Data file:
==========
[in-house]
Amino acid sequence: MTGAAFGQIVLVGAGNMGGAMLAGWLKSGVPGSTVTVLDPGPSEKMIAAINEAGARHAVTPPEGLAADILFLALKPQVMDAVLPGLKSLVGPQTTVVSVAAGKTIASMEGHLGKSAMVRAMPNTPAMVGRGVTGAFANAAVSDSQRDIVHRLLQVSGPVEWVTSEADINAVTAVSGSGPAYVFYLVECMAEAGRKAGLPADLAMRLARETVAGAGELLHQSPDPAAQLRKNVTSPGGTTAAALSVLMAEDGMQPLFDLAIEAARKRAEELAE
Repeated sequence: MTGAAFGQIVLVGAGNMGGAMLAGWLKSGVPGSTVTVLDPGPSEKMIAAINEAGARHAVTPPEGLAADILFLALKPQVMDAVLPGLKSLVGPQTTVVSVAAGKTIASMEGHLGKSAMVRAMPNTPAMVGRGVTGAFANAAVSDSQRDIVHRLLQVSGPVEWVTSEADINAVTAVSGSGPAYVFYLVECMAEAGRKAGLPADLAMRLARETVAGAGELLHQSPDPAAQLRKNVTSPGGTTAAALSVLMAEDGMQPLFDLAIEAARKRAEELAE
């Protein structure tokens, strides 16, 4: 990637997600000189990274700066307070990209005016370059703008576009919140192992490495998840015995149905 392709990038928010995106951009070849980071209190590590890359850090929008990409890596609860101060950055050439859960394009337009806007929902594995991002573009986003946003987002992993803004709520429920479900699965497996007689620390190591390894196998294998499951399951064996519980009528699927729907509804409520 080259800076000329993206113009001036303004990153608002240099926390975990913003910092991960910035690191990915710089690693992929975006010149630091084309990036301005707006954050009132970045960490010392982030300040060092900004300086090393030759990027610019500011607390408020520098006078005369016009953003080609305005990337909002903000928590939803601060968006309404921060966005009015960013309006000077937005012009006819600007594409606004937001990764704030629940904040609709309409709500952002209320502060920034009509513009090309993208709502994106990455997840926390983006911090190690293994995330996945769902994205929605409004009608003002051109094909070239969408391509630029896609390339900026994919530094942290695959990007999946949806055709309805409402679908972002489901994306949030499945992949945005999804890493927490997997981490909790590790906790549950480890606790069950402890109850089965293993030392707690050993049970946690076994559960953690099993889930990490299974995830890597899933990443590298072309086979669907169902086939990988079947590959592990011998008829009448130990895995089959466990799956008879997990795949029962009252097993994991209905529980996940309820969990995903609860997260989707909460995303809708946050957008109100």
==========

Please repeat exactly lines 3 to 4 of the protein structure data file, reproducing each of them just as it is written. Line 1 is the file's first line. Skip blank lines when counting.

Repeated sequence: MTGAAFGQIVLVGAGNMGGAMLAGWLKSGVPGSTVTVLDPGPSEKMIAAINEAGARHAVTPPEGLAADILFLALKPQVMDAVLPGLKSLVGPQTTVVSVAAGKTIASMEGHLGKSAMVRAMPNTPAMVGRGVTGAFANAAVSDSQRDIVHRLLQVSGPVEWVTSEADINAVTAVSGSGPAYVFYLVECMAEAGRKAGLPADLAMRLARETVAGAGELLHQSPDPAAQLRKNVTSPGGTTAAALSVLMAEDGMQPLFDLAIEAARKRAEELAE
């Protein structure tokens, strides 16, 4: 990637997600000189990274700066307070990209005016370059703008576009919140192992490495998840015995149905 392709990038928010995106951009070849980071209190590590890359850090929008990409890596609860101060950055050439859960394009337009806007929902594995991002573009986003946003987002992993803004709520429920479900699965497996007689620390190591390894196998294998499951399951064996519980009528699927729907509804409520 080259800076000329993206113009001036303004990153608002240099926390975990913003910092991960910035690191990915710089690693992929975006010149630091084309990036301005707006954050009132970045960490010392982030300040060092900004300086090393030759990027610019500011607390408020520098006078005369016009953003080609305005990337909002903000928590939803601060968006309404921060966005009015960013309006000077937005012009006819600007594409606004937001990764704030629940904040609709309409709500952002209320502060920034009509513009090309993208709502994106990455997840926390983006911090190690293994995330996945769902994205929605409004009608003002051109094909070239969408391509630029896609390339900026994919530094942290695959990007999946949806055709309805409402679908972002489901994306949030499945992949945005999804890493927490997997981490909790590790906790549950480890606790069950402890109850089965293993030392707690050993049970946690076994559960953690099993889930990490299974995830890597899933990443590298072309086979669907169902086939990988079947590959592990011998008829009448130990895995089959466990799956008879997990795949029962009252097993994991209905529980996940309820969990995903609860997260989707909460995303809708946050957008109100």